Quarterbacking is the most challenging position in all sports. It requires the player to know his position and everyone else and predict what happens once the ball breaks the huddle. There are plays with long, complicated names, and it also requires the ability to change a play at the drop of a dime while throwing the ball while a horde of massive dudes actively tries to rip their heads off and shit down their necks. To say it requires a “certain mind” would be putting it lightly.

And here’s where it all breaks apart for each player: Cousins seems like this dorky dad but is an obsessive playcaller who drills down into the details of himself, his body performance, and the team’s abilities. Mahomes does that as well but mainly relies on his freakish athletic skills.  Mariota is a journeyman quarterback who never quite lived up to his potential once breaking into the league after winning the Heisman Trophy.

Mariota carries a story of struggle, with extreme highs and lows. He’s a charitable, likable person who hasn’t flourished on the football field as one would hope. And now, entering the 2023 season, he’ll be on his fourth team. Looking into the mind of Mariota, like Cousins, it’s not hard to want to see these guys win, to see them as people, not millionaires paid well to play a game. While Mahomes eventually won the Super Bowl last year, it’s easy to digest his story, and frankly, if it had just been on him, the show would be lame. Mahomes is a kid from Texas whose alma mater retires his number. He’s got the beautiful wife, the kids, and now, the legacy. It’s all bright and shiny with no bumps or bruises.

Cousins’ calm, dorky demeanor propels the storylines, while Mariota makes you hurt for someone who’s just doing their best. Throughout the season, Mariotta seems sad with the way his life has turned out, like he knows he was supposed to be this great player, but here we are, he’s living on a hope and prayer he doesn’t keep throwing interceptions and losing yet another starting gig.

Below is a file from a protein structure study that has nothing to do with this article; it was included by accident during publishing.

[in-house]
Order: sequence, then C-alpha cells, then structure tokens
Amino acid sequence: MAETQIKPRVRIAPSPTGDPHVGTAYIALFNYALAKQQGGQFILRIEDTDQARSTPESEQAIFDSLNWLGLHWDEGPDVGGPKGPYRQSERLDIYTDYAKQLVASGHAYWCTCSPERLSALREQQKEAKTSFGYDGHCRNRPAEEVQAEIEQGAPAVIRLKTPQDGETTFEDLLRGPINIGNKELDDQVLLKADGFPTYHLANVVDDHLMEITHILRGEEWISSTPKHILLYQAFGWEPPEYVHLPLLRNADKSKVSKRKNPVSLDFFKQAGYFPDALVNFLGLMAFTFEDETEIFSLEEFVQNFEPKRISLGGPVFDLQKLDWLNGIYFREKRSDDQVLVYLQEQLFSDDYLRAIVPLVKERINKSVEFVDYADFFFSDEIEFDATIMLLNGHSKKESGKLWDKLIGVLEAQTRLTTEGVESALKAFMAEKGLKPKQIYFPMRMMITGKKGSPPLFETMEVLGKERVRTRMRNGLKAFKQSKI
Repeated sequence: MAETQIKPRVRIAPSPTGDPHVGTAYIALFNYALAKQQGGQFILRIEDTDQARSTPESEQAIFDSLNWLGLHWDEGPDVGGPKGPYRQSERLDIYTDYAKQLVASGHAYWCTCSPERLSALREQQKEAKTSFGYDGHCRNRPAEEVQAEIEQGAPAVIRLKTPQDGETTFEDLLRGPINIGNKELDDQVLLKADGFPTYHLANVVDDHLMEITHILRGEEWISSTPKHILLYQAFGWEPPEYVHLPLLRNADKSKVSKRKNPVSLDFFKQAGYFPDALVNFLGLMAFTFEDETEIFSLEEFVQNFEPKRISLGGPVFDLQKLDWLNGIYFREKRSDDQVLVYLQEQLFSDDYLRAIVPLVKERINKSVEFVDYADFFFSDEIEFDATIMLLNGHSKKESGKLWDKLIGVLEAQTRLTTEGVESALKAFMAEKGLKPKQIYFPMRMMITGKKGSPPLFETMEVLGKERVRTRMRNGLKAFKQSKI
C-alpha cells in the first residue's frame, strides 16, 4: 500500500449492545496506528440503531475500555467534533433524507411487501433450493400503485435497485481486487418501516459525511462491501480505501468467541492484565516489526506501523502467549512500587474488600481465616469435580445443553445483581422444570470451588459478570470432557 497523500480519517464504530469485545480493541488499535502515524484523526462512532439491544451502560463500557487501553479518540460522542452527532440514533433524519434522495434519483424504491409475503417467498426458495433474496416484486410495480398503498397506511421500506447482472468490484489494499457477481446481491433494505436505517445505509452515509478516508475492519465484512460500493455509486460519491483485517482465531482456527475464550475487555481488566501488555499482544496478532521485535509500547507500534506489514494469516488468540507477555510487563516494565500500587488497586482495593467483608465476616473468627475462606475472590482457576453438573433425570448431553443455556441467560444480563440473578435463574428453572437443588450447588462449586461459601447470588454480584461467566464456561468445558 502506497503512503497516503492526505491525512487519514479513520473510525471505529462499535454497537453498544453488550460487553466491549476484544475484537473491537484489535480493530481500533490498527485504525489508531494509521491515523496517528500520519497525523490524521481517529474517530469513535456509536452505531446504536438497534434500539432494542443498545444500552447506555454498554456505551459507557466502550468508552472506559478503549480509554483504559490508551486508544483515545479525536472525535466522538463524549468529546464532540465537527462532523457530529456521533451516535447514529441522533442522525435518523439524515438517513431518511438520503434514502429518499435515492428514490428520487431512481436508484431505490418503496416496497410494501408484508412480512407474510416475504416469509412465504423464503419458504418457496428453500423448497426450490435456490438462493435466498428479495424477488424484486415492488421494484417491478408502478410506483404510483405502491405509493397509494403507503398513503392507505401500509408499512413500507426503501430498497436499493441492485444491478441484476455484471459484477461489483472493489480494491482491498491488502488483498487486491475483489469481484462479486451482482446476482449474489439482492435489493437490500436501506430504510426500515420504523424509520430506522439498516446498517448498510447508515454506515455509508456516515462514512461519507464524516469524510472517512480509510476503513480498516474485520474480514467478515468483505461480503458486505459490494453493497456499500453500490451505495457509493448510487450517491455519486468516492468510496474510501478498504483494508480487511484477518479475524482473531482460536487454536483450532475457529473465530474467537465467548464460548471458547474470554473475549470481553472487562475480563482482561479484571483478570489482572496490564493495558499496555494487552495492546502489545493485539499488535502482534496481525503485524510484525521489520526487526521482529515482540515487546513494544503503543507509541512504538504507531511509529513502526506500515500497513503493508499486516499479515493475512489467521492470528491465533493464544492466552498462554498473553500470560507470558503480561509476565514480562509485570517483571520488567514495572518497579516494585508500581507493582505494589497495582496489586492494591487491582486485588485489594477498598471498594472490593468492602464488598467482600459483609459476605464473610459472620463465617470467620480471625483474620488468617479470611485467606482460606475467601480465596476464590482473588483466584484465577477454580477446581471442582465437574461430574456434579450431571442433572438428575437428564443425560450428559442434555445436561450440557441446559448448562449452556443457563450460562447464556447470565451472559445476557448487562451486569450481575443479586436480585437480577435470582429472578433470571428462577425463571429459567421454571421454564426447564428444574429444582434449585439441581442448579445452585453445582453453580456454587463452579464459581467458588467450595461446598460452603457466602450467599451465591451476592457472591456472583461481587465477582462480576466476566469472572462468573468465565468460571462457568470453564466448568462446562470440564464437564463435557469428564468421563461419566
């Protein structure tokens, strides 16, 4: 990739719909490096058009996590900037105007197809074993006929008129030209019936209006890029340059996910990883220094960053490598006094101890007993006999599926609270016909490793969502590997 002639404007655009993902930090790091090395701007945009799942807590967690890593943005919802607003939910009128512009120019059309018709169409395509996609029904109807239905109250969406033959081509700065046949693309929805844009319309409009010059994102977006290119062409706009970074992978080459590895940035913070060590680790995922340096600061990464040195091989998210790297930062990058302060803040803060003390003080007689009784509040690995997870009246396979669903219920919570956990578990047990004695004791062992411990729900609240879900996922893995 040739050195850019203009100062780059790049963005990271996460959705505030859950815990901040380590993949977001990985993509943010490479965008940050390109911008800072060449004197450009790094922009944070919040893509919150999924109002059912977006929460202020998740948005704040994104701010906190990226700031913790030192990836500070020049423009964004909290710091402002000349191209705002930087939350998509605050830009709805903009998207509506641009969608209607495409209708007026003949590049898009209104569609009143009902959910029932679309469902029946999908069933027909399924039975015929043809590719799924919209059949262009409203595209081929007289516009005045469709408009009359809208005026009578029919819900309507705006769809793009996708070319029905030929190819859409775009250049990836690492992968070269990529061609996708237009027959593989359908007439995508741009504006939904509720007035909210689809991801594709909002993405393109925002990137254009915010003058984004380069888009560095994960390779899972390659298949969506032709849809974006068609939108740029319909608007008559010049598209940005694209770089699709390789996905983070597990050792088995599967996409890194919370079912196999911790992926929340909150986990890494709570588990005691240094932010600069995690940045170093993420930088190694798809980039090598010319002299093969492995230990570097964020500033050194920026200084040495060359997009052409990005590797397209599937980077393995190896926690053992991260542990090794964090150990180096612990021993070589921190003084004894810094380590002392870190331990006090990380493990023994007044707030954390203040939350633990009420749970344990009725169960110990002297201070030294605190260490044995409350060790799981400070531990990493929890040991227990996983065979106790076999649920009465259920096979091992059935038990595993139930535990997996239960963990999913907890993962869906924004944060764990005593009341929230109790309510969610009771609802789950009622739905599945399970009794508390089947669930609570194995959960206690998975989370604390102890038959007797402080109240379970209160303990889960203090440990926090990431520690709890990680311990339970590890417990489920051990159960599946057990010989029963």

After Mariota’s team benched him, he left for an elective surgery and focused on his new daughter, which became the scandal of the season because talking head outrage, which for the first time Mariota confronted publicly.

But Cousins shines the most throughout the series. It shows how hard he worked to emerge from Robert Griffin III’s shadow in Washington,  becoming an elite passer who works hard to maintain his body and his mind with Neurotherapy. (That shit is WILD. It looks straight out of Johnny Mnemonic.) Cousins might not be the flashiest person in a league teeming with big personalities, but you grow to like him for his work ethic and his humility. It’s hard to cheer against Kirk Cousins–even as a Chicago Bears fan like me.

The access into the world of professional football makes Quarterback stand out stronger than Hard Knocks, which is a good show but doesn’t have the emotional heft that Quarterback brings. As the players take massive hits that batter their bodies and sometimes shatter their minds, having a front-row seat into how they pick themselves up and do their best is television we can expect from the league that, sometimes, we love to hate. The big dude in the cheesehead hat is stoked and ready to go.

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Robert Dean

Robert Dean is a journalist, raconteur, and enlightened dumbass. His work has been featured in places like Mic, Eater, Fatherly, Yahoo, Austin American-Statesman, Consequence of Sound, Ozy, The Austin Chronicle, USA Today, to name a few. He's appeared on CNN and NPR. He also serves as features writer for Hussy Magazine, Culture Clash, and Pepper Magazine. He's Editor in Chief at Big Laugh Comedy, Texas' premier comedy production company. He lives in Austin and loves ice cream and koalas. His new essay collection, Existential Thirst Trap drops in May.